More people die of heart diseases in the world than any other illness .
In a study published in late 2012, a group of over 200 high-risk individuals was asked to either take a health education class promoting better diet and exercise or take a class on Transcendental Meditation. During the next 5 years researchers accompanying the participants found that those who took the meditation class had a 48% reduction in their overall risk of heart attack, stroke and death.
They noted that meditation “significantly reduced risk for mortality, myocardial infarction, and stroke in coronary heart disease patients. These changes were associated with lower blood pressure and psychosocial stress factors.”
There are also other researches pointing out similar conclusions, about related health conditions.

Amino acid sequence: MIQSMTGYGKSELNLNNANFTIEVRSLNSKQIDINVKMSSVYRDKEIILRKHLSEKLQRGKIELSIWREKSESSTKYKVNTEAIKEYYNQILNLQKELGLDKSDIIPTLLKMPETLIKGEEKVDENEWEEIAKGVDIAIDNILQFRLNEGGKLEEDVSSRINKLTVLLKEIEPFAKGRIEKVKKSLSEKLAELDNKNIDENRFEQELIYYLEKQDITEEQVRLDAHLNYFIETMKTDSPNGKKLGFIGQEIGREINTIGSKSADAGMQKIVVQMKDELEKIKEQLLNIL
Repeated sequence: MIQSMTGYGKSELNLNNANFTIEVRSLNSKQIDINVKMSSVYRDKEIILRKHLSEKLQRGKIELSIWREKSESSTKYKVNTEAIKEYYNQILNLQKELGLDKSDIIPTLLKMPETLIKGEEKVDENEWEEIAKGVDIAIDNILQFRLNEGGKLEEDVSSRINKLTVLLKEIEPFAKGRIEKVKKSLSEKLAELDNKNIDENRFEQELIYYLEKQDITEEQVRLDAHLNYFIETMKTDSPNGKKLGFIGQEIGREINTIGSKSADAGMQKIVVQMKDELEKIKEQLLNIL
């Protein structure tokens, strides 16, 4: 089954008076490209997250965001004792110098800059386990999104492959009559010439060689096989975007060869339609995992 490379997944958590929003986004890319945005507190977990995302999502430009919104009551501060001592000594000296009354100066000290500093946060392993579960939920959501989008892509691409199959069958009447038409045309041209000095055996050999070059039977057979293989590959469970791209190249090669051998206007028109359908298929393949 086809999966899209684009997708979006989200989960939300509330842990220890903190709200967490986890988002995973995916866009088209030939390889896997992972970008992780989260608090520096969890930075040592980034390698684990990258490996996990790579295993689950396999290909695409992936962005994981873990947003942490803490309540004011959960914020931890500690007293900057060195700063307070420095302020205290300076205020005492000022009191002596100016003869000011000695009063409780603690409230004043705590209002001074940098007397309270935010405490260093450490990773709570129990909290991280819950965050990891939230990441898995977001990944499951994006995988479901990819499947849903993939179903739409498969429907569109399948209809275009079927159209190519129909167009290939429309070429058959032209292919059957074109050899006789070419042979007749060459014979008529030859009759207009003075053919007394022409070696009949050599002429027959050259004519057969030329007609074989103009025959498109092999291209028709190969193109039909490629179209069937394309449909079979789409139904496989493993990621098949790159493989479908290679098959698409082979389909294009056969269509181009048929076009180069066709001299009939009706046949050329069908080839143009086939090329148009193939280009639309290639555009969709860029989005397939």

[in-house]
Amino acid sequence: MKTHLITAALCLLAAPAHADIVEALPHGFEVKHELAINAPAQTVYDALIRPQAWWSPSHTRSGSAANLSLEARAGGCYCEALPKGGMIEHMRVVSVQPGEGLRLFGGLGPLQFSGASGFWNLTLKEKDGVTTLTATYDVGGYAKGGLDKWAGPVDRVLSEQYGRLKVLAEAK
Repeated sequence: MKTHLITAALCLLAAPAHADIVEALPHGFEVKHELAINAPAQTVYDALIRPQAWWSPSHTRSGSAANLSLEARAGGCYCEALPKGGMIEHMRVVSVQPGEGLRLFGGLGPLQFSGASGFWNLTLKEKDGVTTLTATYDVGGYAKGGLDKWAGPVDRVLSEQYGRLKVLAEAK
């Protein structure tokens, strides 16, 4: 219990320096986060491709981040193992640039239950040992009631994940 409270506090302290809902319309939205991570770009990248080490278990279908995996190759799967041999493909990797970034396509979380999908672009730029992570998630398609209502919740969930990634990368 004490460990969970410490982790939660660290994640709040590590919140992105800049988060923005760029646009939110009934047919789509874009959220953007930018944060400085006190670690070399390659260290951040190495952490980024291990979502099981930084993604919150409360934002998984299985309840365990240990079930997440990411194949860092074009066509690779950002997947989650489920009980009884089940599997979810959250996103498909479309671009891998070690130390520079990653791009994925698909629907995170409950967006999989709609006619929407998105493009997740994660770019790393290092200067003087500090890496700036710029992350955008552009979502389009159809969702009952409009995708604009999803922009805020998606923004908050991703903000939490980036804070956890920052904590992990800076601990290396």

Sources: Time Magazine , American Heart Association , HealthCentral
Contrary to popular belief, our forefathers (and mothers) did know a thing or two. There is increasing evidence to support the notion that journaling has a positive impact on physical well-being . University of Texas at Austin psychologist and researcher James Pennebaker contends that regular journaling strengthens immune cells, called T-lymphocytes. Other research indicates that journaling decreases the symptoms of asthma and rheumatoid arthritis. Pennebaker believes that writing about stressful events helps you come to terms with them, thus reducing the impact of these stressors on your physical health.